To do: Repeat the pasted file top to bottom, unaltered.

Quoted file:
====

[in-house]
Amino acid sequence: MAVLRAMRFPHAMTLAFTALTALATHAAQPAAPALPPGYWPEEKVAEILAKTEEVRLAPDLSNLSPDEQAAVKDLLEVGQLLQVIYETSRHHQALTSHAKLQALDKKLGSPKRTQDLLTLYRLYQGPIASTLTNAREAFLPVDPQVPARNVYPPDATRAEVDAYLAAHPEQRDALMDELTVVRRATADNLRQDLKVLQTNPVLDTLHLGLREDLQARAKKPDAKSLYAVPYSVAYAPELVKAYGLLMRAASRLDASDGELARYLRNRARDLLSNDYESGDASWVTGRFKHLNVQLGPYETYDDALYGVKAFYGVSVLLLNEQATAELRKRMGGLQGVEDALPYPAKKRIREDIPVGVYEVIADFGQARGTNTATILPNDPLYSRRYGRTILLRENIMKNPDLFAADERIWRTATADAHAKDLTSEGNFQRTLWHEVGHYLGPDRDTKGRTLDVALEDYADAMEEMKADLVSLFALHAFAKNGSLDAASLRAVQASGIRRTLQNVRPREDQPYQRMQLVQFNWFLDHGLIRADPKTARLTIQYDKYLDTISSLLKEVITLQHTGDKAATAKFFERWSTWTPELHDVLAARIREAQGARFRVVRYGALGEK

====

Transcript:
[in-house]
Amino acid sequence: MAVLRAMRFPHAMTLAFTALTALATHAAQPAAPALPPGYWPEEKVAEILAKTEEVRLAPDLSNLSPDEQAAVKDLLEVGQLLQVIYETSRHHQALTSHAKLQALDKKLGSPKRTQDLLTLYRLYQGPIASTLTNAREAFLPVDPQVPARNVYPPDATRAEVDAYLAAHPEQRDALMDELTVVRRATADNLRQDLKVLQTNPVLDTLHLGLREDLQARAKKPDAKSLYAVPYSVAYAPELVKAYGLLMRAASRLDASDGELARYLRNRARDLLSNDYESGDASWVTGRFKHLNVQLGPYETYDDALYGVKAFYGVSVLLLNEQATAELRKRMGGLQGVEDALPYPAKKRIREDIPVGVYEVIADFGQARGTNTATILPNDPLYSRRYGRTILLRENIMKNPDLFAADERIWRTATADAHAKDLTSEGNFQRTLWHEVGHYLGPDRDTKGRTLDVALEDYADAMEEMKADLVSLFALHAFAKNGSLDAASLRAVQASGIRRTLQNVRPREDQPYQRMQLVQFNWFLDHGLIRADPKTARLTIQYDKYLDTISSLLKEVITLQHTGDKAATAKFFERWSTWTPELHDVLAARIREAQGARFRVVRYGALGEK